Browsing named entities in Adam Badeau, Military history of Ulysses S. Grant from April 1861 to April 1865. Volume 2. You can also browse the collection for March 3rd or search for March 3rd in all documents.

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er he should be instructed to communicate. His dispatch reached Stanton at the Capitol, where the President and his cabinet were assembled on the night of the 3rd of March, awaiting, as is usual, the adjournment of Congress. The document was submitted to Lincoln, who, after pondering a few moments, took up a pen and wrote with hhe place he had been besieging for a year, but to hem his antagonist in, and postpone as long as possible the national occupation of Richmond. As early as the 3rd of March, he had said to Meade: For the present, it is better for us to hold the enemy where he is than to force him south. . . . Sheridan is now on his way to Lynchburndred miles away. Heavy rains again impeded his movements, and much time was necessarily consumed in destroying stores and railroads, and it was not till the 3rd of March that the army arrived at Cheraw. At this point large quantities of guns and ammunition were captured, brought from Charleston under the supposition that here,
of March, communicated by Stanton, were to be observed by Sherman, The President directs me to say that he wishes you to have no conference with General Lee, unless it be for the capitulation of Lee's army, or on solely minor and purely military matters. He instructs me to say that you are not to decide, discuss, or confer upon any political question; such questions the President holds in his own hands, and will submit them to no military conferences or conventions. —Stanton to Grant, March 3d. See page 401. and Grant was ordered to proceed immediately to Sherman's Headquarters and direct in person operations against the enemy. Instructions were also sent in various directions to Sherman's subordinates to disregard his orders. Grant started before daybreak on the 22nd, and from Fort Monroe, at 3.30 P. M. the same day, he telegraphed to Halleck, who had been placed in command at Richmond: The truce entered into by Sherman will be ended as soon as I can reach Raleigh. Move Sh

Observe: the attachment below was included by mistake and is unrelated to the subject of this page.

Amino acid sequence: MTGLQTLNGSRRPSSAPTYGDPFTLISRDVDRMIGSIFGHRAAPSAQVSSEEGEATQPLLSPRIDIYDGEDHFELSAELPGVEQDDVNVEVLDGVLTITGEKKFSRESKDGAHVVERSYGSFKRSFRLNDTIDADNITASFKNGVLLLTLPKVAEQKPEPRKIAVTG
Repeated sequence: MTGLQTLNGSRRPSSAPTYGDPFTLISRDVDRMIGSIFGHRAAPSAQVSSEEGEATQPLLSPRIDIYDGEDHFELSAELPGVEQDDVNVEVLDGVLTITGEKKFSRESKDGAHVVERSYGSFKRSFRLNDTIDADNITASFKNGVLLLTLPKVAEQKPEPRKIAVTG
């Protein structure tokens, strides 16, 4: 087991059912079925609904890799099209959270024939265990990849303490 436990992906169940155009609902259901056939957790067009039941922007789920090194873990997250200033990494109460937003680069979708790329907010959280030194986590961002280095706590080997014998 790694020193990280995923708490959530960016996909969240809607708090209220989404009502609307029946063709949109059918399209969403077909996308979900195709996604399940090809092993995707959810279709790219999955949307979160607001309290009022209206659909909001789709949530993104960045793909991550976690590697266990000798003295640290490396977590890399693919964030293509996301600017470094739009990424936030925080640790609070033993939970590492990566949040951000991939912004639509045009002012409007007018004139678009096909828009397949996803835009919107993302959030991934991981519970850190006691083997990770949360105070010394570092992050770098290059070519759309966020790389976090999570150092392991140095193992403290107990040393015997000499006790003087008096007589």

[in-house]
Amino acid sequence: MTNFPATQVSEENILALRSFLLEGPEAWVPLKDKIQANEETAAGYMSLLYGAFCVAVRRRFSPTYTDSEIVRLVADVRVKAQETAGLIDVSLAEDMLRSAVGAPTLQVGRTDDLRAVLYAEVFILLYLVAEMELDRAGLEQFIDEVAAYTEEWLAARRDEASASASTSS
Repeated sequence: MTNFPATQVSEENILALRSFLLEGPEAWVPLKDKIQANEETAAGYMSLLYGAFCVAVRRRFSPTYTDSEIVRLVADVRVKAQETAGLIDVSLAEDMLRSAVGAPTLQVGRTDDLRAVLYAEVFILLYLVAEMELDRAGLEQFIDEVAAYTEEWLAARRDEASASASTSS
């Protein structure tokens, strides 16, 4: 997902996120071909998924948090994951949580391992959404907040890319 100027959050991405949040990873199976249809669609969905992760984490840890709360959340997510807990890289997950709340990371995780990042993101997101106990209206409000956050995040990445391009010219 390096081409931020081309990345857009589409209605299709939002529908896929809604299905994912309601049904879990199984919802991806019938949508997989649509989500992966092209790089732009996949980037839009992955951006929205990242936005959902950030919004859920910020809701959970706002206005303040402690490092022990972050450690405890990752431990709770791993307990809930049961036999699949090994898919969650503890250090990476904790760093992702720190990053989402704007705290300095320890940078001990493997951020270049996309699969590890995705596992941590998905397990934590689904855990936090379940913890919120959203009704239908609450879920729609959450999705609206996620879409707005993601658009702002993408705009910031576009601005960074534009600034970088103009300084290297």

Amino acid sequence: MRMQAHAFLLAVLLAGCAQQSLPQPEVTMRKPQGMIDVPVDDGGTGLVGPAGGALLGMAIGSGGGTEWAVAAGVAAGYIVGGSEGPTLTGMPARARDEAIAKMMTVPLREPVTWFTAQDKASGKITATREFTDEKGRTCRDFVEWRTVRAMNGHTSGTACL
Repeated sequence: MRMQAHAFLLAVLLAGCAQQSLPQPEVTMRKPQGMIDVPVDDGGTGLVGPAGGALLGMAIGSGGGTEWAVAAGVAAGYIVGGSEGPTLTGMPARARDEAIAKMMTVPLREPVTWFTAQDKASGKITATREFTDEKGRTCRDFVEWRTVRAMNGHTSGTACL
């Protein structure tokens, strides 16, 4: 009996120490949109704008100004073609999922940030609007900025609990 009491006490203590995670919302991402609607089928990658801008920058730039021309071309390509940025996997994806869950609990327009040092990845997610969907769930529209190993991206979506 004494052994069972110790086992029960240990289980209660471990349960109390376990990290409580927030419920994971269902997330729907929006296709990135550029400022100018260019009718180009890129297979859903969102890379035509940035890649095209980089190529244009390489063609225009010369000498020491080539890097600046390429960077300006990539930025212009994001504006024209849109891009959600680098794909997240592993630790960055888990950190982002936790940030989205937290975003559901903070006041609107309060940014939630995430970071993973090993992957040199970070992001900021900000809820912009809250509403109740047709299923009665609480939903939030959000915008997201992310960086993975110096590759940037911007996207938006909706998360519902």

me hostilities at the earliest moment. The instructions given to you by the late President, Abraham Lincoln, on the 3rd of March, by my telegraph of that date, addressed to you, express substantially the views of President Andrew Johnson, and will late President, in the following telegram which was penned by Mr. Lincoln himself at the Capitol, on the night of the 3rd of March, were approved by President Andrew Johnson, and were reiterated to govern the action of military commanders. On the night of the 3rd of March, while President Lincoln and his cabinet were at the Capitol, a telegram from General Grant was brought to the Secretary of War, informing him that General Lee had requested an interview or conference, to make an arrangemenom inferences wide of the truth. I never saw or had furnished me a copy of President Lincoln's dispatch to you of the 3rd of March, nor did Mr. Stanton or any human being ever convey to me its substance, or anything like it. On the contrary, I had s